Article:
Tuesday, April 23, 2013


Tom Tomorrow

This seems to be a recurring problem: major catastrophes, highly divisive issues, and general idiocy combine to create a practical shit-storm of people doing things that go against common sense. When things get worked up, when there's a lot at stake, or when there's a chance for public grandstanding, people seem to lose the ability to use their brains and operate in a way that makes any sense.

Take, as a great example, the way the media was chomping at the bit over the Boston bombings. Here we have an American tragedy being turned into a fear campaign that is plagued by misinformation, sheer idiocy, and people just making things up as they go. This coming from people who are supposed to be professional fact-checkers.

Thursday, April 18, 2013

Common Sense Fails Again

The Senate, in predictable fashion, stopped every one of the President's new gun policy provisions. Every single one failed to receive the 60 votes needed to break a filibuster. This is really maddening, especially for those who are family members of victims of gun violence. Not even universal background checks withstood the Senate. That's apalling to me.

The President, as you can imagine, was pretty pissed. And why shouldn't he be? He was, after all, trying to save lives by putting common-sense protections in place around guns. I get that some people think an assault rifle with a 30-round clip is nice to have because you can. I get that some people live in dangerous areas and need firearms for their own protection. I get the recreational use of firearms for hunting and marksmanship competitions. What I don't understand is how asking people to go through a background check limits people's freedoms to own a gun. If they have nothing in their record that would prevent them from having a gun, then the background check won't stop the purchase. If they do have something in their record that would prevent them from owning a gun, then they shouldn't have one. Simple.

Another thing. I've heard a lot of people say that background checks will lead to a database of gun owners. But that's erroneous as well, since background checks are all done on paper, at every level, and it's against the law to computerize any of it. You can't plug in people's names on the computer, you can't document anything in a spreadsheet, nothing. Everything is handled via paper forms and physical filing. It makes for a convoluted, disorganized system, but that's what is expected so that we don't get a national database of gun owners.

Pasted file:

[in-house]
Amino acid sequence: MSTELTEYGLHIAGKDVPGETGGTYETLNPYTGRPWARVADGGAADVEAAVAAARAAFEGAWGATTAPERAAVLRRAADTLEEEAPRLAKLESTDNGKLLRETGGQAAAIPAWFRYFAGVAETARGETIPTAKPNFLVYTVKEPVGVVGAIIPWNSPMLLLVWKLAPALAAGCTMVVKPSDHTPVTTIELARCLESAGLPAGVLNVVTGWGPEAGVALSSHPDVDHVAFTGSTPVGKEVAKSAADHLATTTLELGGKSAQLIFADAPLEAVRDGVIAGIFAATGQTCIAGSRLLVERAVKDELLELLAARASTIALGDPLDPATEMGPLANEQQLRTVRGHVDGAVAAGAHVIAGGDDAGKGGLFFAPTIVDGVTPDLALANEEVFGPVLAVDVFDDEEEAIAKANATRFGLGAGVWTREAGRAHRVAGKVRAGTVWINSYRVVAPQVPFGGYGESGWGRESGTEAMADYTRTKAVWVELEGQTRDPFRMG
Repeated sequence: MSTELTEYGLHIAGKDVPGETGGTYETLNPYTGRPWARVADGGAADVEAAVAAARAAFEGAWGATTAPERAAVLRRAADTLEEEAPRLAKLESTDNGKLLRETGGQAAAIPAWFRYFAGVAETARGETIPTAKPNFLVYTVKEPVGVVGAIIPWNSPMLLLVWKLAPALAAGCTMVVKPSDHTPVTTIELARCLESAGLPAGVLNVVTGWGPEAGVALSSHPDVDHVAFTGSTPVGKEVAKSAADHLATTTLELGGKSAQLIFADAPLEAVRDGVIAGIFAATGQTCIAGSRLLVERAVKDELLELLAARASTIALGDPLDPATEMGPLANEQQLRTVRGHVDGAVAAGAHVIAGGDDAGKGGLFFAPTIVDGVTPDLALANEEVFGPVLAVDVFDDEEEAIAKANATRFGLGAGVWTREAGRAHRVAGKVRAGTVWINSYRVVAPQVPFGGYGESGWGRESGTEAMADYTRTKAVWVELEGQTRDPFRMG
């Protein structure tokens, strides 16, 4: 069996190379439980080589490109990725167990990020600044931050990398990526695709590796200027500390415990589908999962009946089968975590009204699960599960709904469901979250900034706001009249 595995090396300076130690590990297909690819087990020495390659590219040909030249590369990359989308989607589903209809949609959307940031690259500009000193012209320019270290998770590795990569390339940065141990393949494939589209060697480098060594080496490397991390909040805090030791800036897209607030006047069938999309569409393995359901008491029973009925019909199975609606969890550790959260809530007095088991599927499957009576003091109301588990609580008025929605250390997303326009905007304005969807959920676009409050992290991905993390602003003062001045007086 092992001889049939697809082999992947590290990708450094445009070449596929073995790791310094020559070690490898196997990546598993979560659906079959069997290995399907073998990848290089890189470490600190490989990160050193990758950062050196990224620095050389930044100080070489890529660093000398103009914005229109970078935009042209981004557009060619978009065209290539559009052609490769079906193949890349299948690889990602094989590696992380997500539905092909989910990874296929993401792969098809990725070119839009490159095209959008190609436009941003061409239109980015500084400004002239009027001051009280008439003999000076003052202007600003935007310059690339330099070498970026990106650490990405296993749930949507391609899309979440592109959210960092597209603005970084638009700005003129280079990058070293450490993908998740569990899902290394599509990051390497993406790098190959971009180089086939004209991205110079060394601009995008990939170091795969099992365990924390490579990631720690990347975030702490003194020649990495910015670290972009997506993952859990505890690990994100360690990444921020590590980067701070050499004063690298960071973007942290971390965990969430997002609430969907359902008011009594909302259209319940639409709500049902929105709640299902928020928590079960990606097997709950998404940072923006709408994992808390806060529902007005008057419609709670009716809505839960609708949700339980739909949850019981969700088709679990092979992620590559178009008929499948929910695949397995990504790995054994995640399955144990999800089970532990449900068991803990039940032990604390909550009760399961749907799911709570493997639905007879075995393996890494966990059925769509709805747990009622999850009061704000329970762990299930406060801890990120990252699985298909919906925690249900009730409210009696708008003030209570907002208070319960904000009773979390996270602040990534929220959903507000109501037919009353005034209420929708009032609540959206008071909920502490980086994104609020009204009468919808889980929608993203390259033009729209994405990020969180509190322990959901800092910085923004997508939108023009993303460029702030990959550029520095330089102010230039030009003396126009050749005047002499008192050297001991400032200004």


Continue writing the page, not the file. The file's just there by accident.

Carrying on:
Ruben Bolling

Wednesday, April 3, 2013

Why it Matters

It's exceedingly ironic to me that the people who claim to revere our system of government and its constitution and bill of rights are the same people who go to very extreme lengths to fight it.

In North Carolina, a small group of Republicans have introduced a bill that would exempt the state from federal laws, regulations, or oversight. In essence, it would emancipate the state from the federal government entirely. And, in a new and exciting twist, these same Republicans have added an additional stipulation to their bill which would create an official state religion.

They're not the only ones, either. Mississippi is trying to do something similar by creating a board that would have the power to nullify federal statutes. And North Carolina is no stranger to thumbing its nose at the feds either. One of the requirements for any person to hold public office in the state is that they believe in God, though this has not been an enforceable stipulation for decades.

What's interesting is that North Carolina's own constitution seems to protect against just such a measure (see section 5 in the link). So why are they doing it? To shake off the tyranny of the federal government, of course!

I'm not sure what these Republicans are hoping to gain by attempting to nullify federal law, but I highly doubt it'll be successful. For one thing, it's unconstitutional. For another, it goes against the founding principles of our nation, which they claim to support. It is essentially secession without a formal declaration.

The federal government is what really gives us our national identity. The federal government is what grants us our rights and freedoms. It's what oversees our work with other states and countries. It controls our military, and creates the foundation for all of our industries, infrastructure, and investments. It is what makes America.

The debate in Washington may have sent us into a world of craziness where nothing gets done and everyone gets blamed. But we can't abandon our founding principles and doctrine because of how our current representatives are acting. The point of federalism is that there is an overreaching body of laws and limits that serve to protect the country and propel it to greater and greater success. Granted, the process has fallen apart recently, but that's not a reason to abandon it.

The process matters, the philosophies of our governance matter, the debate and even the dysfunction matters. It matters because it is by this mechanism that we develop and change to meet the needs of our ever-changing world. If we simply turn our backs on the system, not only are we failing our principles of a unified nation, we are trampling our history and allowing political division to end the conversation we've been having for hundreds of years about what is best for the country as a whole.